Despite the popularity that Pope Francis enjoys in the secular media, a number of Catholics find his reluctance to set black and white boundaries, especially on issues related to marriage, difficult to understand.

The head of the international movement Communion and Liberation, Fr Julián Carrón, presents an interesting perspective on the Pope in a two-part interview in the on-line Catholic news service Crux (Part 1 here and Part 2 here). Interviewed by John Allen and Ines San Martin, Fr Carrón backs the Pope to the hilt as he discusses some of the themes in his new book Disarming Beauty.

Despite the difficulties that Christianity faces, especially in Europe, Fr Carrón is optimistic.

I’m completely optimistic, because of the nature of the faith itself. I’m an optimist based on the nature of the Christian experience. It doesn’t depend on my reading of things, my diagnosis of the sociological situation. The problem is that to be able to start over again from this absolutely original point of departure, we have to go back to the roots of the faith itself, in what Jesus said and did.

If there’s a case for pessimism, it’s that too many times we’ve reduced Christianity either to a series of values, an ethics, or simply a philosophical discourse. That’s not attractive, it doesn’t have the power to seduce anyone. People don’t feel the attractive force of Christianity.

But precisely because the situation we’re living in today is so dramatic, from every point of view, paradoxically it’s easier to get across the novelty of Christianity.

This is consistent with the diagnosis which Benedict XVI put forward, says Fr Carrón. In fact, he describes the last three Popes – John Paul II, Benedict XVI and Francis – as “a great symphony”:

Pope Benedict always said that at the origins of Christianity, it’s not a doctrine, it’s not a teaching, it’s an encounter with Christ. The form of the Christian ‘event’ is this encounter, not in a virtual way or just as a proposal someone makes. No, it’s an encounter so powerful that you don’t want to lose it for the rest of your life.

So why do some Catholics feel uncomfortable with Pope Francis? It may be that they do not grasp the challenge that Christians face at this moment in the 21st Century. Instead of preaching to “fallen-away” or rebellious Christians, often they find themselves speaking to people who have a vacuum in their lives. This is an “epochal change”:

Our capacity to understand [the pope] depends on our capacity to understand the nature of the challenge that’s before us. Sometimes certain gestures of the pope may not be understood because we don’t understand the full implications of what he calls an ‘epochal change.’ It’s like thinking a tumour is a simple case of the flu, so taking chemotherapy would seem too drastic. But once you understand the nature of the disease, you realize you’re not going to be able to beat it with aspirin.

The Pope grasps the fact that many people today do not respond to ethical theories and rational demonstrations. They need the witness of a joyful Christian life:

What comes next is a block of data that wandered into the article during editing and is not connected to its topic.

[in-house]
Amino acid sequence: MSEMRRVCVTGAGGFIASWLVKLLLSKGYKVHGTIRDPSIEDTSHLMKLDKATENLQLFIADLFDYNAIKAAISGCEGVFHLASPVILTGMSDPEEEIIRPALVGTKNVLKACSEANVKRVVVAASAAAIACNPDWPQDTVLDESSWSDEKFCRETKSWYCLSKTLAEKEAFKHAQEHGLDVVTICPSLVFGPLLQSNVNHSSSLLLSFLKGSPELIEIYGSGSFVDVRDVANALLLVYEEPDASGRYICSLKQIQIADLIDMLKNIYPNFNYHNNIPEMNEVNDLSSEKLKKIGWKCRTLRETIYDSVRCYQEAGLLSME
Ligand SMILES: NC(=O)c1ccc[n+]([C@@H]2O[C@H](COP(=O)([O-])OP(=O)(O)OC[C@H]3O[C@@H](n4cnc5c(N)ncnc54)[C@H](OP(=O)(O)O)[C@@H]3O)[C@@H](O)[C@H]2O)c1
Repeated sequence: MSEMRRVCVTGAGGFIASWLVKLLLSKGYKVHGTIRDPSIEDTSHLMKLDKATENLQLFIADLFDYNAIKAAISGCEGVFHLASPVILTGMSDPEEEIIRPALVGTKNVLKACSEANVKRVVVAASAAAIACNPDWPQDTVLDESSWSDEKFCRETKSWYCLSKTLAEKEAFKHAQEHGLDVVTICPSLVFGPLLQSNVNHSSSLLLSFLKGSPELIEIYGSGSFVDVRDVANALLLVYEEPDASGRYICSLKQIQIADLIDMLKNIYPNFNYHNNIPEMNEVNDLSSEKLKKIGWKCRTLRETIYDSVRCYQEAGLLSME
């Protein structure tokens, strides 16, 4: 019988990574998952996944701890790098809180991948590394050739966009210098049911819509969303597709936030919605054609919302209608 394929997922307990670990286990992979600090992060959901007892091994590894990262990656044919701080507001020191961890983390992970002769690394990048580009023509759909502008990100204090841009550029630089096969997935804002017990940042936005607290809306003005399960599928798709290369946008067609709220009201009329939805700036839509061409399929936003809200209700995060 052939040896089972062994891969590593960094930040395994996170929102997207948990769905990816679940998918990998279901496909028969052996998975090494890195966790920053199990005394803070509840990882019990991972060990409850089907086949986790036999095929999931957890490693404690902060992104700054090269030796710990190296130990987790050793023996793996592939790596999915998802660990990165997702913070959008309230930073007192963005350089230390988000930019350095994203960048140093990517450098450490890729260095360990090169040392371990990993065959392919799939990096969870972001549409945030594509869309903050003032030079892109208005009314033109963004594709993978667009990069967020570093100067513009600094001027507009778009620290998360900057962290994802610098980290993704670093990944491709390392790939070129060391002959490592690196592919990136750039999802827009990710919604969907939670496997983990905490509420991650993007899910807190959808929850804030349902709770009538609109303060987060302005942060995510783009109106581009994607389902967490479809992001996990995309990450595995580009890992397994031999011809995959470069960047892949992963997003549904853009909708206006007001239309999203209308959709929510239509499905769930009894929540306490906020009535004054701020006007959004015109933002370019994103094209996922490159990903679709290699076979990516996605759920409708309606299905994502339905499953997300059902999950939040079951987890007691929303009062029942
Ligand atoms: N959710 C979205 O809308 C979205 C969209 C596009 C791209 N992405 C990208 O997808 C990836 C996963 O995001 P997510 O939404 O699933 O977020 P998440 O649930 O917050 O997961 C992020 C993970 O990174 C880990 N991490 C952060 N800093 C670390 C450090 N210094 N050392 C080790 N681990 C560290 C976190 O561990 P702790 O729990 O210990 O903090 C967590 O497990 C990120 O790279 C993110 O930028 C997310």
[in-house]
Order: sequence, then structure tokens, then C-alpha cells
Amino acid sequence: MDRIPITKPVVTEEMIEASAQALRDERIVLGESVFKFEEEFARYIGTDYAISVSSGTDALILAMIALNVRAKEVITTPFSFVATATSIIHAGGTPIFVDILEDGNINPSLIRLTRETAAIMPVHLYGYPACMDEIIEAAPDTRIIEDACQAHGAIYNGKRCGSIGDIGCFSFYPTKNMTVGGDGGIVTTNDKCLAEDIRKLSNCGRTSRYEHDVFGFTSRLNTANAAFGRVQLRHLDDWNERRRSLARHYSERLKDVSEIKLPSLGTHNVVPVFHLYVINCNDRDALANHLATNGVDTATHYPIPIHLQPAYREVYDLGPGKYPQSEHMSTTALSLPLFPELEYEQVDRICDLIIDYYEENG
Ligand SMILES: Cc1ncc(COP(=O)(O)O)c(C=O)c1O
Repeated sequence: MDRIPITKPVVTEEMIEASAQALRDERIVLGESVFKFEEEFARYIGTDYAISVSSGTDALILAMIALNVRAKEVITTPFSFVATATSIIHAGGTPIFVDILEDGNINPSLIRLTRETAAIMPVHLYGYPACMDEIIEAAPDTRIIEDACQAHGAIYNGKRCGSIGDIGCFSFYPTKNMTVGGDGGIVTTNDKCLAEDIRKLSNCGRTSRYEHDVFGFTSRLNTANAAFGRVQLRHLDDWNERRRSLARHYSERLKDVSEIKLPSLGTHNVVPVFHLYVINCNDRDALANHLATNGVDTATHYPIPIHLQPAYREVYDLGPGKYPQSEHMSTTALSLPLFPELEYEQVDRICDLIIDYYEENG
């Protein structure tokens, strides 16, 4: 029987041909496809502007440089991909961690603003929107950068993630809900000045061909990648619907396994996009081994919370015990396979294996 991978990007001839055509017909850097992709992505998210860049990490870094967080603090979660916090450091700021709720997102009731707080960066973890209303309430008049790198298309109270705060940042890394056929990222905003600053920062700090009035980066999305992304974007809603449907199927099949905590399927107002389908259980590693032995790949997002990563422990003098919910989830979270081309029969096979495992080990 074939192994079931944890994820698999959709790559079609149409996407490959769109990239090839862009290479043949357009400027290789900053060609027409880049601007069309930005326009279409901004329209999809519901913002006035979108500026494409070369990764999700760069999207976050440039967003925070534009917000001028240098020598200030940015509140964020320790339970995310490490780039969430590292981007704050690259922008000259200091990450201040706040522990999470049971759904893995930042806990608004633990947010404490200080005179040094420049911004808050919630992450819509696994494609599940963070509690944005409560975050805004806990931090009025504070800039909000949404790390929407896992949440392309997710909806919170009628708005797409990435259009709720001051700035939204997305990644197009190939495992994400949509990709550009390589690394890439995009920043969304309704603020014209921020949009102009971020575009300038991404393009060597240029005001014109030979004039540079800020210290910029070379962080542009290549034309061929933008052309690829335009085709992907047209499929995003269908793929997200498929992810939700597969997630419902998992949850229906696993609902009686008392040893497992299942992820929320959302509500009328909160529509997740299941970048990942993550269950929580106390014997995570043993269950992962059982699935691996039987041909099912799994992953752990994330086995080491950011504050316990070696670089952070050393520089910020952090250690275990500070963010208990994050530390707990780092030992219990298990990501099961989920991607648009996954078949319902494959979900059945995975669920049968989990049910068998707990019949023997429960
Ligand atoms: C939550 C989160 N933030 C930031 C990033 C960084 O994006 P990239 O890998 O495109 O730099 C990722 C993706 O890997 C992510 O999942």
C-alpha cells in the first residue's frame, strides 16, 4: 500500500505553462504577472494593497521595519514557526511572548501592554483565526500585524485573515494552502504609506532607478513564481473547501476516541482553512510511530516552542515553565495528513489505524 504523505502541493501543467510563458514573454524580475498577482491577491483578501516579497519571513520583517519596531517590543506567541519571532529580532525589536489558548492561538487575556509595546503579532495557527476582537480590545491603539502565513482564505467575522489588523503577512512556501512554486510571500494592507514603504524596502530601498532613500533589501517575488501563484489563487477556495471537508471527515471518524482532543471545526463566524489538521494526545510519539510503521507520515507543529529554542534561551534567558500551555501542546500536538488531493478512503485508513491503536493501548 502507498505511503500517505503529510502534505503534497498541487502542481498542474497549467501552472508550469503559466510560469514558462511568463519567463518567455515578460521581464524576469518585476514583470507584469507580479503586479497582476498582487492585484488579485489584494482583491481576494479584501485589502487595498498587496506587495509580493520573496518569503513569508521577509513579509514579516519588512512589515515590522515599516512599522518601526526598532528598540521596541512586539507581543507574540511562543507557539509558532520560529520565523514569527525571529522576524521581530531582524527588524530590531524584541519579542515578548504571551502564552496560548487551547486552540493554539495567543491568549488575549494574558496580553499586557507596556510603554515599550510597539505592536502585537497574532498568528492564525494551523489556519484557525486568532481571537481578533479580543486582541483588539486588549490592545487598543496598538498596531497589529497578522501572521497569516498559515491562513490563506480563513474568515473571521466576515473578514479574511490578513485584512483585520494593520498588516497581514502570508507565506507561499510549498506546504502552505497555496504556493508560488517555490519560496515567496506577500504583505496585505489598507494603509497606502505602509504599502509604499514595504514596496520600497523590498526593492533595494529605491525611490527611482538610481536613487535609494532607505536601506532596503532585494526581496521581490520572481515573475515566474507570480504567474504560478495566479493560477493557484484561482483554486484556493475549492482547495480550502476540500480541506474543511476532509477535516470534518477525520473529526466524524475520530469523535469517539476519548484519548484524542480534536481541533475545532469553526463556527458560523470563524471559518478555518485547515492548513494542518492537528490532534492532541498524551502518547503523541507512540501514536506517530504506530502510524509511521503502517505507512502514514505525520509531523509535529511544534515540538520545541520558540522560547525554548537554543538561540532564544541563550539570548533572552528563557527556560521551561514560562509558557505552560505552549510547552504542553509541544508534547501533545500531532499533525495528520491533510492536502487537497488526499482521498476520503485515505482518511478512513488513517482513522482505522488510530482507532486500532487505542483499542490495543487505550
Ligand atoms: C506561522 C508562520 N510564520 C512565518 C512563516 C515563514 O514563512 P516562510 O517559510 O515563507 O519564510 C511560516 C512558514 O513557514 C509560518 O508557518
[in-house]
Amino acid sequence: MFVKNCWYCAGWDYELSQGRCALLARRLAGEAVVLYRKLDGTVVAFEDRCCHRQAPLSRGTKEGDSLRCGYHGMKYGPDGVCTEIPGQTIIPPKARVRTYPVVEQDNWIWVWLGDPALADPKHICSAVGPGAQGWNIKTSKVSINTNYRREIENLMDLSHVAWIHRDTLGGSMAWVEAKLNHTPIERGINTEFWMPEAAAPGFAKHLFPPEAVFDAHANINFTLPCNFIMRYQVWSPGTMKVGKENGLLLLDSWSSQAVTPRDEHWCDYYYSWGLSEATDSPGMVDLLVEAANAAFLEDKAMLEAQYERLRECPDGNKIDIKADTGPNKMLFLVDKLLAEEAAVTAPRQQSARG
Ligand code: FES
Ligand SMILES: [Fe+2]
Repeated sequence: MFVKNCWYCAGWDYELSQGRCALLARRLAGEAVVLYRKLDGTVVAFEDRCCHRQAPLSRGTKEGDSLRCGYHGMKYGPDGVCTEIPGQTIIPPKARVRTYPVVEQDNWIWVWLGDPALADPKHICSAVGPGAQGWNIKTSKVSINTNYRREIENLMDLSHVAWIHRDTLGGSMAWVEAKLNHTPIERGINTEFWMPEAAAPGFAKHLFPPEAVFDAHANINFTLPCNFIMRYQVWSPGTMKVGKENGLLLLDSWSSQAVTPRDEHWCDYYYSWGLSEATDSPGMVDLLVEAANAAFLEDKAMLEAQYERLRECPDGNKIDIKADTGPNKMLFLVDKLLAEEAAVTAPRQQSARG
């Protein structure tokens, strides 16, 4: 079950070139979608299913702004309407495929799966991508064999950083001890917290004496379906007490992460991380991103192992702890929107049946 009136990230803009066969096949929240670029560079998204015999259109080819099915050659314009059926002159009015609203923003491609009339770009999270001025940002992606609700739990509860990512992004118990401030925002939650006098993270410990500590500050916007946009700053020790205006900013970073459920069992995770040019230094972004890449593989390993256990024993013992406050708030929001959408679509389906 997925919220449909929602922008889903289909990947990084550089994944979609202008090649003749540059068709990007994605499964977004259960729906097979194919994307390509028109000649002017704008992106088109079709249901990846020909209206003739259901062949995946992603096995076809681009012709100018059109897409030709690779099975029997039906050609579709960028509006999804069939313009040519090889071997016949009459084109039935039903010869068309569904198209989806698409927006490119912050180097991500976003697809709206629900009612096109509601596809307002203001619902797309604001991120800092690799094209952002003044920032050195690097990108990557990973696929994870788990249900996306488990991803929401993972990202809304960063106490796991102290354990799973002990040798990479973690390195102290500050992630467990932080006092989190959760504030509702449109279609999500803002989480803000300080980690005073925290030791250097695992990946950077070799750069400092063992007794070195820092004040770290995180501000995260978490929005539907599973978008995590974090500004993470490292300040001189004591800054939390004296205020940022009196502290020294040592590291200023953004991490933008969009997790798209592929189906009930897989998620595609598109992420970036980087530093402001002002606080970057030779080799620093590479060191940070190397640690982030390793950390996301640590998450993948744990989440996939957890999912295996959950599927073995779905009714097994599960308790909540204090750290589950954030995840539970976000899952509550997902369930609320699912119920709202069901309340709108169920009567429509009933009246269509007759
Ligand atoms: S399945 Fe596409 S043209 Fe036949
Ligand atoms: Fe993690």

I think what’s missing sometimes is a deep understanding of the human challenge we’re facing. Sometimes [critics] just want [the pope] to repeat certain phrases, certain concepts, but they’re empty for most people and have been for a long time. Or, they want a list of rules to follow, as if that’s going to heal the human person or lead anyone to ‘verify’ the faith in their experience. 

For Fr Carrón, the chance meeting of the publican Zacchaeus and Jesus is a paradigm of what should happen in Christian evangelisation:

Jesus had no problem going to the house of Zacchaeus, without explaining all his theology or moral rules. He went because the truth was incarnate in his person. The problem is, what people are meeting when they meet us? If what they meet in you is simply a manual of things to do, they already know that and they’re still not able to do it. But if they find themselves in front of a person who offers love, they’ll start wanting to follow that person and be like them, which is what happened to Jesus.

Is this approach practical, or is it just a theory? Fr Carrón draws on some experience from Communion and Liberation to contend that it is possible:

Too often, we think the choices come down to either saying nothing or being ambiguous. I knew a group of couples, families, that involves about 18 to 20 families, and no one is married, all for different reasons, sometimes with understandable reasons. Some of our families involved in Communion and Liberation spent time with them, without saying anything about their ‘irregular’ situation. Over time, they all got married! They found themselves in front of people who were living family life in a way that just couldn’t leave them indifferent. In the end, they all got married not because someone explained the rules or Christian doctrine on marriage, but because they didn’t want to lose what they saw alive in these other families. 

These are fascinating interviews, and good antidotes to the negative image of the Pope projected in some blogs and websites.

Michael Cook is editor of MercatorNet  

Michael Cook

Michael Cook is the editor of MercatorNet.